References of "Abdominal Imaging"
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See detailPrimary sarcoma of an abdominal aortic aneurysm
Defawe, O.D.; Thiry, Albert ULg; Lapiere, C.M. et al

in Abdominal Imaging (2006), 31(1, Jan-Feb), 117-119

Primary tumors of the aorta are extremely rare and the diagnosis is made most often after surgery or autopsy. Because clinical symptoms of abdominal sarcoma are similar to those of occlusive or aneurysmal ... [more ▼]

Primary tumors of the aorta are extremely rare and the diagnosis is made most often after surgery or autopsy. Because clinical symptoms of abdominal sarcoma are similar to those of occlusive or aneurysmal disease, aortic sarcomas are frequently mistaken for these lesions. The imaging findings are frequently nonspecific and therefore do not allow a definitive preoperative diagnosis. We report a case of an epithelioid angiosarcoma in the vessel wall of an abdominal aortic aneurysm. [less ▲]

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See detailSmall Bowel Enema and Diagnosis of Chronic Nonischemic Disturbance of Superior Mesenteric Venous Blood Flow
Boverie, J. H.; COUNET, D.; Meunier, Paul ULg et al

in Abdominal Imaging (1993), 18(3), 265-70

Chronic nonischemic disturbance of mesenteric venous blood flow is reported in 11 patients with a mean age of 19 years. This entity, rarely discussed in the literature, is different from acute thrombosis ... [more ▼]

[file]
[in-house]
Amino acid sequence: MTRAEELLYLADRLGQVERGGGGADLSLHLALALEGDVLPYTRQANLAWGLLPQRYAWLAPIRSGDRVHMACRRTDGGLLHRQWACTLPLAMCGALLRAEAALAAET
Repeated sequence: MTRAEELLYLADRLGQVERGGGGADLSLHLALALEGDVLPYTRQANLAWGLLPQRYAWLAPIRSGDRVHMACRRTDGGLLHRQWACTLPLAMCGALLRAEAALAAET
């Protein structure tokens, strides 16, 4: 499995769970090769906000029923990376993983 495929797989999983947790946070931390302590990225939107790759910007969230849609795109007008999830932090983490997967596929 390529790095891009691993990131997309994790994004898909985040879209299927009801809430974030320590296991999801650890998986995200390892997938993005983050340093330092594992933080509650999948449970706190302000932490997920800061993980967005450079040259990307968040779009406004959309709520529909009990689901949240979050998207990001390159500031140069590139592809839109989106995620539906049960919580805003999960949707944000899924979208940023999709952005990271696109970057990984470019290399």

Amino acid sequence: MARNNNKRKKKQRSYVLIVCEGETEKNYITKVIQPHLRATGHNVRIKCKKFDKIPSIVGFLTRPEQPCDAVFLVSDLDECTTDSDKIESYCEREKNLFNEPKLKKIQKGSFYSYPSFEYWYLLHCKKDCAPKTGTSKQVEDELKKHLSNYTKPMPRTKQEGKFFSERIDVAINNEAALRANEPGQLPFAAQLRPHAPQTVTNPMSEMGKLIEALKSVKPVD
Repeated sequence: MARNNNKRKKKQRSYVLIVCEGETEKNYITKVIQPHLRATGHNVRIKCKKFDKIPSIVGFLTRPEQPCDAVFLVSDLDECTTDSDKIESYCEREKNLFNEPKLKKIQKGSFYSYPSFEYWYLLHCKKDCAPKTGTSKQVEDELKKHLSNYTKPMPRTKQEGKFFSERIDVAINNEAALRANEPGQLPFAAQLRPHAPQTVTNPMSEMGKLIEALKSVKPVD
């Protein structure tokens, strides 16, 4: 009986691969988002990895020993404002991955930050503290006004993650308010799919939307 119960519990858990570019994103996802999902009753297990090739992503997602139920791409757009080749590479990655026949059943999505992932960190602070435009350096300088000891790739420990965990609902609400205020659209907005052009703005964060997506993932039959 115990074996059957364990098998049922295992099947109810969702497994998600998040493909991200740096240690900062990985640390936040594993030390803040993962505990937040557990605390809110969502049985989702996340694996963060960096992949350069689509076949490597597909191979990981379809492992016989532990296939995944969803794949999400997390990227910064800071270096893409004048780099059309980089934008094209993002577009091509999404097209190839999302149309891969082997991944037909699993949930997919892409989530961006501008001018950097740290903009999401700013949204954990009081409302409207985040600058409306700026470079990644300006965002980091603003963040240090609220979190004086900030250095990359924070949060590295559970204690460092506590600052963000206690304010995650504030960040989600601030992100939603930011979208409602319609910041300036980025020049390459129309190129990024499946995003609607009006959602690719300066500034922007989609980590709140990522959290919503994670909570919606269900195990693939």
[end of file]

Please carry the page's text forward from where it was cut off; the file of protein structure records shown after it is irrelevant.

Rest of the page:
Chronic nonischemic disturbance of mesenteric venous blood flow is reported in 11 patients with a mean age of 19 years. This entity, rarely discussed in the literature, is different from acute thrombosis and chronic thrombotic forms with portal hypertension or hypercoagulopathy. In eight patients this syndrome was secondary to organic lesions of different origin: mesenteric vein squeezed by fibrous bands or an abnormal jejunal artery (four cases), lymphoma involving the distal superior mesenteric veins (three cases), hemangioma causing microthrombi (one case). In three patients no etiology or predisposing factor was found. All patients presented with rectal hemorrhage. Small bowel enema showed a constant pattern in 11 patients: small nodules, modified by compression or peristalsis, involving the mesenteric border of the jejunoileal segment, and associated with thick, straight but regular folds. Mesenteric varices were suspected and led to angiographic studies which were normal in three cases, confirmed varices in eight cases, and thrombosis in four cases. Laparotomy was normal in three cases and established the etiological diagnosis in eight cases. Varices were shown in six cases. Arteriography and laparotomy were unable to reach a complete diagnosis. [less ▲]

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